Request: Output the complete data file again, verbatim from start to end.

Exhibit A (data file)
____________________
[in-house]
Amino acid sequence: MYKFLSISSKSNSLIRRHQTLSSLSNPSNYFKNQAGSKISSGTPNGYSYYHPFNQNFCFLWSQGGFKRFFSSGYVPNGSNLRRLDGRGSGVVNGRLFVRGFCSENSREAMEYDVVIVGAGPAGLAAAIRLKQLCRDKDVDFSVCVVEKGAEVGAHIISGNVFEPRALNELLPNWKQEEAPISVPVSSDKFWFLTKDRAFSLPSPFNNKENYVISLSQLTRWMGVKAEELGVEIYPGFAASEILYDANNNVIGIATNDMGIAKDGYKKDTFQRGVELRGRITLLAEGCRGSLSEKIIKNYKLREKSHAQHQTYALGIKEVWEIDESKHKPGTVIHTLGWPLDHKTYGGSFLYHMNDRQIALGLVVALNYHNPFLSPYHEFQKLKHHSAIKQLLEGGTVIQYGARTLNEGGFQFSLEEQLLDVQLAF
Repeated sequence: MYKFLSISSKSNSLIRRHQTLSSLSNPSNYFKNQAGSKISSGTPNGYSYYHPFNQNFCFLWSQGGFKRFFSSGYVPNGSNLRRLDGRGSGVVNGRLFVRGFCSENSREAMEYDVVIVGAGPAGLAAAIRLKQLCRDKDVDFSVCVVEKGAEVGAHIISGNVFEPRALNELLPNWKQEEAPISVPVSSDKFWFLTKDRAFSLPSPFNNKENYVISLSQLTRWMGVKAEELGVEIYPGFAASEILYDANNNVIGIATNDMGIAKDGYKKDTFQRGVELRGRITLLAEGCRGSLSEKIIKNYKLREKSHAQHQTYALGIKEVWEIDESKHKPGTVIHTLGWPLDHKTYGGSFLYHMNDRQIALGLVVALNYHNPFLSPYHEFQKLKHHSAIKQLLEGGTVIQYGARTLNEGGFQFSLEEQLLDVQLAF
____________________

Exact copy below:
[in-house]
Amino acid sequence: MYKFLSISSKSNSLIRRHQTLSSLSNPSNYFKNQAGSKISSGTPNGYSYYHPFNQNFCFLWSQGGFKRFFSSGYVPNGSNLRRLDGRGSGVVNGRLFVRGFCSENSREAMEYDVVIVGAGPAGLAAAIRLKQLCRDKDVDFSVCVVEKGAEVGAHIISGNVFEPRALNELLPNWKQEEAPISVPVSSDKFWFLTKDRAFSLPSPFNNKENYVISLSQLTRWMGVKAEELGVEIYPGFAASEILYDANNNVIGIATNDMGIAKDGYKKDTFQRGVELRGRITLLAEGCRGSLSEKIIKNYKLREKSHAQHQTYALGIKEVWEIDESKHKPGTVIHTLGWPLDHKTYGGSFLYHMNDRQIALGLVVALNYHNPFLSPYHEFQKLKHHSAIKQLLEGGTVIQYGARTLNEGGFQFSLEEQLLDVQLAF
Repeated sequence: MYKFLSISSKSNSLIRRHQTLSSLSNPSNYFKNQAGSKISSGTPNGYSYYHPFNQNFCFLWSQGGFKRFFSSGYVPNGSNLRRLDGRGSGVVNGRLFVRGFCSENSREAMEYDVVIVGAGPAGLAAAIRLKQLCRDKDVDFSVCVVEKGAEVGAHIISGNVFEPRALNELLPNWKQEEAPISVPVSSDKFWFLTKDRAFSLPSPFNNKENYVISLSQLTRWMGVKAEELGVEIYPGFAASEILYDANNNVIGIATNDMGIAKDGYKKDTFQRGVELRGRITLLAEGCRGSLSEKIIKNYKLREKSHAQHQTYALGIKEVWEIDESKHKPGTVIHTLGWPLDHKTYGGSFLYHMNDRQIALGLVVALNYHNPFLSPYHEFQKLKHHSAIKQLLEGGTVIQYGARTLNEGGFQFSLEEQLLDVQLAF